PowerGen, the generator supposed to be supplying the power, was not originally consulted over the proposals, which are being discussed by the Department of Trade and Industry and Offer, the industry watchdog.
National Power, the other UK generator, is understood to be worried that the deal might open the floodgates for other large electricity consumers to demand special treatment.
One industry source said: 'If that happens, it is all getting back to the old system when the Central Electricity Generating Board subsidised big users.'
It is feared that other customers may end up footing the ICI bill. Under their current licences, the generators cannot cross-subsidise one customer at the expense of another. However, the Government is considering changing the rules affecting PowerGen, headed by Ed Wallis, to allow ICI to buy cheaper power.
ICI said last year that 7,000 jobs at its chemicals plant at Runcorn were threatened because its electricity costs are too high. The Government is understood to have come up with a scheme to supply the plant from PowerGen's Ince power station.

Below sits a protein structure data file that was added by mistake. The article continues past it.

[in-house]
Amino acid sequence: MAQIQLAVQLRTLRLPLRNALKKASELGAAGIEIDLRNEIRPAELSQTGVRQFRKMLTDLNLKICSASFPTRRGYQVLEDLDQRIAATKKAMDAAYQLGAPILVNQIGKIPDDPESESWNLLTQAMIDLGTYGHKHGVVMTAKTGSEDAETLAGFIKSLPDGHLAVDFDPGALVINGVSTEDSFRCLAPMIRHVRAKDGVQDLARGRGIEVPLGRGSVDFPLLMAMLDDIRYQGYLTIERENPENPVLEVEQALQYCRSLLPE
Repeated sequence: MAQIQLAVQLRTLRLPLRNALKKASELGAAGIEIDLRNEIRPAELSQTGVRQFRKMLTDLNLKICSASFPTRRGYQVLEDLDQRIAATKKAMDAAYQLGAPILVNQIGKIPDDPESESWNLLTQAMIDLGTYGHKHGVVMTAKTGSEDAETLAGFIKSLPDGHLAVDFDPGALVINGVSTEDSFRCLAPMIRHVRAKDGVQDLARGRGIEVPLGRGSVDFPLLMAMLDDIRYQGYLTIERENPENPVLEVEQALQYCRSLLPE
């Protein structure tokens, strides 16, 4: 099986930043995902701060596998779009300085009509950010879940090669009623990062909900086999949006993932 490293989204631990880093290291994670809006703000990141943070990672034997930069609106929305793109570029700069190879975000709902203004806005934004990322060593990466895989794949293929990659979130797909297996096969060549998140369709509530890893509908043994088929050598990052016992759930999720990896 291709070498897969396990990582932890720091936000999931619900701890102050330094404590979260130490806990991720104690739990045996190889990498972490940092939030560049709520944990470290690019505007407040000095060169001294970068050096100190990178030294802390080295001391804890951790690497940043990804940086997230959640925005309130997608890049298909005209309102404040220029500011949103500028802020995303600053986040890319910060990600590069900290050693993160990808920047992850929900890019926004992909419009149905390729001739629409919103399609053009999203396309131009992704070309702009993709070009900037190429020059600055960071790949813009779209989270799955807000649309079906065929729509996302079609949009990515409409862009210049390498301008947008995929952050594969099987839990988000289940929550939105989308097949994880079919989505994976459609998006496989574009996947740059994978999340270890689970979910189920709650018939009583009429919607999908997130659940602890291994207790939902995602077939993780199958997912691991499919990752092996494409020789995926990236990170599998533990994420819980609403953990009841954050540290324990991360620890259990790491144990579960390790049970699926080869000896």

The move would help ICI to avoid the costs of trading through the electricity pool and there are plans under discussion to remove the 11 per cent nuclear levy on direct sales to ICI. Taken together, the measures could cut 15 to 20 per cent from the electricity bill at Runcorn.
The Major Energy Users' Council has said that others will want fair play if the ICI deal goes through. Large customers such as Blue Circle and British Steel say that in a free market they should also command low prices as bulk buyers of power.
There is also concern that too many power stations will become dedicated to specific large customers which want cheap power. The moves could make a mockery of the pool system, which is designed to use the cheapest plant operating at any one time to meet demand.
The pool has been asked by the Government to assess the implications of the deal for ICI, but has not yet responded.
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